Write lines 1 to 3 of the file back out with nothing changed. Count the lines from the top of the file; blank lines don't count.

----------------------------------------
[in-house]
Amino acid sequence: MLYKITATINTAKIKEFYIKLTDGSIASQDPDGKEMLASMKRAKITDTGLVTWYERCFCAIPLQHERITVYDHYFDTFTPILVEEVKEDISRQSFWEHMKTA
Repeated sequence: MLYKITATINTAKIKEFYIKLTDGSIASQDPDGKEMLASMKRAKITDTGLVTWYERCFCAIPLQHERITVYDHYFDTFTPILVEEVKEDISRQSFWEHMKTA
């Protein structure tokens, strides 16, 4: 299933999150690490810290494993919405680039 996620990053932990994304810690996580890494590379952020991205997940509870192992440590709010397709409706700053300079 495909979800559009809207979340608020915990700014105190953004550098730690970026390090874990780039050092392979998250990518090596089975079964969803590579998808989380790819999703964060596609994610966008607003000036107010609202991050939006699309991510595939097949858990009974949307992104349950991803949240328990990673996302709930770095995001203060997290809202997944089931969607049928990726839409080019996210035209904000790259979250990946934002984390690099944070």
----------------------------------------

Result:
[in-house]
Amino acid sequence: MLYKITATINTAKIKEFYIKLTDGSIASQDPDGKEMLASMKRAKITDTGLVTWYERCFCAIPLQHERITVYDHYFDTFTPILVEEVKEDISRQSFWEHMKTA
Repeated sequence: MLYKITATINTAKIKEFYIKLTDGSIASQDPDGKEMLASMKRAKITDTGLVTWYERCFCAIPLQHERITVYDHYFDTFTPILVEEVKEDISRQSFWEHMKTA